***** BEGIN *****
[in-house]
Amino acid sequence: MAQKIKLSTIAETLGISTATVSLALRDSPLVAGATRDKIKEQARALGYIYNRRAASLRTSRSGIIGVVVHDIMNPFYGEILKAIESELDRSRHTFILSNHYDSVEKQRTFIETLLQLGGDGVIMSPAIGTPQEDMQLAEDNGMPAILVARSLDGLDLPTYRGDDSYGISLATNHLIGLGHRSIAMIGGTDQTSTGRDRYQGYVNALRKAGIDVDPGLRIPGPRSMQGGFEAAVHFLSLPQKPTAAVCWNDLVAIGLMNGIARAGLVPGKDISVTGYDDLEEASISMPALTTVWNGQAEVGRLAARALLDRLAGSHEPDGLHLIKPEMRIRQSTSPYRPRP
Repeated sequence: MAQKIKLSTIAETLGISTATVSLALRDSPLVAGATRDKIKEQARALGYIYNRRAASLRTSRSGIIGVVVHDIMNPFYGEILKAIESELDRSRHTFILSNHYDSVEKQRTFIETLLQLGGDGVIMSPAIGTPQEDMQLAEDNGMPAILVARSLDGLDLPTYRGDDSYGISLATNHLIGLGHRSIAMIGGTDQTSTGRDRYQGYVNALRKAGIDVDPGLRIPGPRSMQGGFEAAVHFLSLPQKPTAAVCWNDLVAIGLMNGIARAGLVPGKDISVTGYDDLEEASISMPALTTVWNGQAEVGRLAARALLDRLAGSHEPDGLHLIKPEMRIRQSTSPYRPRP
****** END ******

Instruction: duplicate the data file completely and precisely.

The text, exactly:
[in-house]
Amino acid sequence: MAQKIKLSTIAETLGISTATVSLALRDSPLVAGATRDKIKEQARALGYIYNRRAASLRTSRSGIIGVVVHDIMNPFYGEILKAIESELDRSRHTFILSNHYDSVEKQRTFIETLLQLGGDGVIMSPAIGTPQEDMQLAEDNGMPAILVARSLDGLDLPTYRGDDSYGISLATNHLIGLGHRSIAMIGGTDQTSTGRDRYQGYVNALRKAGIDVDPGLRIPGPRSMQGGFEAAVHFLSLPQKPTAAVCWNDLVAIGLMNGIARAGLVPGKDISVTGYDDLEEASISMPALTTVWNGQAEVGRLAARALLDRLAGSHEPDGLHLIKPEMRIRQSTSPYRPRP
Repeated sequence: MAQKIKLSTIAETLGISTATVSLALRDSPLVAGATRDKIKEQARALGYIYNRRAASLRTSRSGIIGVVVHDIMNPFYGEILKAIESELDRSRHTFILSNHYDSVEKQRTFIETLLQLGGDGVIMSPAIGTPQEDMQLAEDNGMPAILVARSLDGLDLPTYRGDDSYGISLATNHLIGLGHRSIAMIGGTDQTSTGRDRYQGYVNALRKAGIDVDPGLRIPGPRSMQGGFEAAVHFLSLPQKPTAAVCWNDLVAIGLMNGIARAGLVPGKDISVTGYDDLEEASISMPALTTVWNGQAEVGRLAARALLDRLAGSHEPDGLHLIKPEMRIRQSTSPYRPRP